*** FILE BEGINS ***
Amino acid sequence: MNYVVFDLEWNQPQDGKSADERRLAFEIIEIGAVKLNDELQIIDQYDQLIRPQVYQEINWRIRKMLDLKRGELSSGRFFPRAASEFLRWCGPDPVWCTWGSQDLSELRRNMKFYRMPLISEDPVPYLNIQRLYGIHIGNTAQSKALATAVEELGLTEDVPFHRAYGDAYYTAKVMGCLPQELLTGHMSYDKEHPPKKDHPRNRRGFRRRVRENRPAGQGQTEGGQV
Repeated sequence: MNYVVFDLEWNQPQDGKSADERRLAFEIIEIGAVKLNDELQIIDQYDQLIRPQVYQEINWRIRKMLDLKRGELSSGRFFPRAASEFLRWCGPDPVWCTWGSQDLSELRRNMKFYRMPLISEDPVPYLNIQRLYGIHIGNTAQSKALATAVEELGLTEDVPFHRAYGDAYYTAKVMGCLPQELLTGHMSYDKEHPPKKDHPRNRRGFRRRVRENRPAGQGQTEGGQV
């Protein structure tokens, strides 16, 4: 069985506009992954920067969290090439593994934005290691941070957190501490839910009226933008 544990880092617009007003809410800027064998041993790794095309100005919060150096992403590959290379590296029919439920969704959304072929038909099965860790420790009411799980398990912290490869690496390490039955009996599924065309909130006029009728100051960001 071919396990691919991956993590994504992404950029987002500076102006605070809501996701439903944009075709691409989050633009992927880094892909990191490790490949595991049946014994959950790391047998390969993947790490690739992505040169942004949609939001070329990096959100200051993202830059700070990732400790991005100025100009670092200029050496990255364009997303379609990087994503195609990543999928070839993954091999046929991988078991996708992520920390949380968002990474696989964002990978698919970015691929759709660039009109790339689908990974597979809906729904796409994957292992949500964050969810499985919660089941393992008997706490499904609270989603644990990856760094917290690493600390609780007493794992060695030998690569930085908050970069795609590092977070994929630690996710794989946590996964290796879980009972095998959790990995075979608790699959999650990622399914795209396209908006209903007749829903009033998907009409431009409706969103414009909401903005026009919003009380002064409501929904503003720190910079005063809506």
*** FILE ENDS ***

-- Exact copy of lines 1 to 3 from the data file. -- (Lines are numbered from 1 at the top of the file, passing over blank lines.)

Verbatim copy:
Amino acid sequence: MNYVVFDLEWNQPQDGKSADERRLAFEIIEIGAVKLNDELQIIDQYDQLIRPQVYQEINWRIRKMLDLKRGELSSGRFFPRAASEFLRWCGPDPVWCTWGSQDLSELRRNMKFYRMPLISEDPVPYLNIQRLYGIHIGNTAQSKALATAVEELGLTEDVPFHRAYGDAYYTAKVMGCLPQELLTGHMSYDKEHPPKKDHPRNRRGFRRRVRENRPAGQGQTEGGQV
Repeated sequence: MNYVVFDLEWNQPQDGKSADERRLAFEIIEIGAVKLNDELQIIDQYDQLIRPQVYQEINWRIRKMLDLKRGELSSGRFFPRAASEFLRWCGPDPVWCTWGSQDLSELRRNMKFYRMPLISEDPVPYLNIQRLYGIHIGNTAQSKALATAVEELGLTEDVPFHRAYGDAYYTAKVMGCLPQELLTGHMSYDKEHPPKKDHPRNRRGFRRRVRENRPAGQGQTEGGQV
């Protein structure tokens, strides 16, 4: 069985506009992954920067969290090439593994934005290691941070957190501490839910009226933008 544990880092617009007003809410800027064998041993790794095309100005919060150096992403590959290379590296029919439920969704959304072929038909099965860790420790009411799980398990912290490869690496390490039955009996599924065309909130006029009728100051960001 071919396990691919991956993590994504992404950029987002500076102006605070809501996701439903944009075709691409989050633009992927880094892909990191490790490949595991049946014994959950790391047998390969993947790490690739992505040169942004949609939001070329990096959100200051993202830059700070990732400790991005100025100009670092200029050496990255364009997303379609990087994503195609990543999928070839993954091999046929991988078991996708992520920390949380968002990474696989964002990978698919970015691929759709660039009109790339689908990974597979809906729904796409994957292992949500964050969810499985919660089941393992008997706490499904609270989603644990990856760094917290690493600390609780007493794992060695030998690569930085908050970069795609590092977070994929630690996710794989946590996964290796879980009972095998959790990995075979608790699959999650990622399914795209396209908006209903007749829903009033998907009409431009409706969103414009909401903005026009919003009380002064409501929904503003720190910079005063809506």